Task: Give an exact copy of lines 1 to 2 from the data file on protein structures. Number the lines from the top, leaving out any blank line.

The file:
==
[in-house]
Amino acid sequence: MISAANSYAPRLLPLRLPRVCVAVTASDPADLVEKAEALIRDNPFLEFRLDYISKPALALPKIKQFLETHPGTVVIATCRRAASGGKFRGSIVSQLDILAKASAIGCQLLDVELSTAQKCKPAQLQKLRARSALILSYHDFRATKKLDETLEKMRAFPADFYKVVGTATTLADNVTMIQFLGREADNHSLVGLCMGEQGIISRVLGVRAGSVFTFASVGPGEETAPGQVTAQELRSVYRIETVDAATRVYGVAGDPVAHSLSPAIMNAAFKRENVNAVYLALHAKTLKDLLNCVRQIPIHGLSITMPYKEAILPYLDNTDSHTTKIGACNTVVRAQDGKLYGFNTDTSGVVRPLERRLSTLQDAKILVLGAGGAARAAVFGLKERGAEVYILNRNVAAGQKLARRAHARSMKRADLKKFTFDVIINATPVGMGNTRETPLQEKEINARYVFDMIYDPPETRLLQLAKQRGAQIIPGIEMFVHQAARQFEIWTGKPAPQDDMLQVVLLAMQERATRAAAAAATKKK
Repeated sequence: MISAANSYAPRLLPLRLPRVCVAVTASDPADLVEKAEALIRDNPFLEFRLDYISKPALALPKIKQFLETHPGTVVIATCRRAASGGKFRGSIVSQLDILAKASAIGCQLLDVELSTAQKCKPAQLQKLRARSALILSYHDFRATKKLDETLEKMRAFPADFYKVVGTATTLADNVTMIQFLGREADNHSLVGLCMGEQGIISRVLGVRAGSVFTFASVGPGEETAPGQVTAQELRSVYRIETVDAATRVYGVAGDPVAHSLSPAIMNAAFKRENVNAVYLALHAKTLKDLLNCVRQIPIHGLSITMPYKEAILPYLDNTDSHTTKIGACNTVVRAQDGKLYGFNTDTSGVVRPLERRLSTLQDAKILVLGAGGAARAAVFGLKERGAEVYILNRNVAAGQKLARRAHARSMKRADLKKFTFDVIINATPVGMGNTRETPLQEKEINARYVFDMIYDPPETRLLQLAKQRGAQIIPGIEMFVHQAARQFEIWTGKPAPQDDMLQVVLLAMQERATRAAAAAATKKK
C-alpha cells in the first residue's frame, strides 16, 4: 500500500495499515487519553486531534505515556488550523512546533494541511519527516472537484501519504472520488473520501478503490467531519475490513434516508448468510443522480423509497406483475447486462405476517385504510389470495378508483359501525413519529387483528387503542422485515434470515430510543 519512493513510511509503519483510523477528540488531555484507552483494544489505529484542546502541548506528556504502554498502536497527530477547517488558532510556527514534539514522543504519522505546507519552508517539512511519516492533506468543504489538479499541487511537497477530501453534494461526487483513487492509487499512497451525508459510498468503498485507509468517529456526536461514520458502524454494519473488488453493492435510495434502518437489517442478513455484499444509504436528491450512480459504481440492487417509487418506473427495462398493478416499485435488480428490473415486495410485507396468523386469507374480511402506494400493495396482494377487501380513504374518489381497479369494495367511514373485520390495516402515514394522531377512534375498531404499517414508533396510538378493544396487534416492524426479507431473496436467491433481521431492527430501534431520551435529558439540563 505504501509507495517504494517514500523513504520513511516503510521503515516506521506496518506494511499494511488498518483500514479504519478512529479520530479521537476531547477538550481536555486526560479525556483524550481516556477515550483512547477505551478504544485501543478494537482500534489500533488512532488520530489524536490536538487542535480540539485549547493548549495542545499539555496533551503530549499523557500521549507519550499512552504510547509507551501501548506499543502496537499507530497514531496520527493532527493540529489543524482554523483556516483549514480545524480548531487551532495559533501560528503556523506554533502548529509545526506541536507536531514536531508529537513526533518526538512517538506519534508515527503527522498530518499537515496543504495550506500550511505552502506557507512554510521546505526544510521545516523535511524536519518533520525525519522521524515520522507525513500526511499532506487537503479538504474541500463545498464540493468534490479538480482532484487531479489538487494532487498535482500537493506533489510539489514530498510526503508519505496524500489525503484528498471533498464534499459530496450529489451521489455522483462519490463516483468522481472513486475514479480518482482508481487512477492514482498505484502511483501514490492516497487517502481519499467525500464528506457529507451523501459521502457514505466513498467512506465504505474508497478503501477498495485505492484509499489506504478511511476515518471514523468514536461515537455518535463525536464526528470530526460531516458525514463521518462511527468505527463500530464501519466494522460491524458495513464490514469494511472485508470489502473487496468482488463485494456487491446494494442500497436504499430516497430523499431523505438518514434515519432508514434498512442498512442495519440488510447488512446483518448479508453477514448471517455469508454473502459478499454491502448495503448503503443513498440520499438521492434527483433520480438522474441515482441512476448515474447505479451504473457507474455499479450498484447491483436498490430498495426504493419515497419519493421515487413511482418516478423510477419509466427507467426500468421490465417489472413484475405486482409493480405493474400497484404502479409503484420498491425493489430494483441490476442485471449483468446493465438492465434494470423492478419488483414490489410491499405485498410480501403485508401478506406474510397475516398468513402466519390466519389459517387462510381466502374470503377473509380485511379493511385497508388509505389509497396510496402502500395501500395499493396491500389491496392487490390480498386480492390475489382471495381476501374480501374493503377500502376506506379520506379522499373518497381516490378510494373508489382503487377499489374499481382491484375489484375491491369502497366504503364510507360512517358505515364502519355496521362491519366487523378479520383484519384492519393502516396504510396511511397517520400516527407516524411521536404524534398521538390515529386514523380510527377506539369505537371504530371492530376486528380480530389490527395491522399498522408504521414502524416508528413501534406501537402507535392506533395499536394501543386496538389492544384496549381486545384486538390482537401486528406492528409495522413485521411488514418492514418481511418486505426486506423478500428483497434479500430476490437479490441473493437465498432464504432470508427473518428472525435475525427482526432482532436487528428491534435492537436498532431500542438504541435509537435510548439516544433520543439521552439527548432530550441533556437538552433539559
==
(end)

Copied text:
[in-house]
Amino acid sequence: MISAANSYAPRLLPLRLPRVCVAVTASDPADLVEKAEALIRDNPFLEFRLDYISKPALALPKIKQFLETHPGTVVIATCRRAASGGKFRGSIVSQLDILAKASAIGCQLLDVELSTAQKCKPAQLQKLRARSALILSYHDFRATKKLDETLEKMRAFPADFYKVVGTATTLADNVTMIQFLGREADNHSLVGLCMGEQGIISRVLGVRAGSVFTFASVGPGEETAPGQVTAQELRSVYRIETVDAATRVYGVAGDPVAHSLSPAIMNAAFKRENVNAVYLALHAKTLKDLLNCVRQIPIHGLSITMPYKEAILPYLDNTDSHTTKIGACNTVVRAQDGKLYGFNTDTSGVVRPLERRLSTLQDAKILVLGAGGAARAAVFGLKERGAEVYILNRNVAAGQKLARRAHARSMKRADLKKFTFDVIINATPVGMGNTRETPLQEKEINARYVFDMIYDPPETRLLQLAKQRGAQIIPGIEMFVHQAARQFEIWTGKPAPQDDMLQVVLLAMQERATRAAAAAATKKK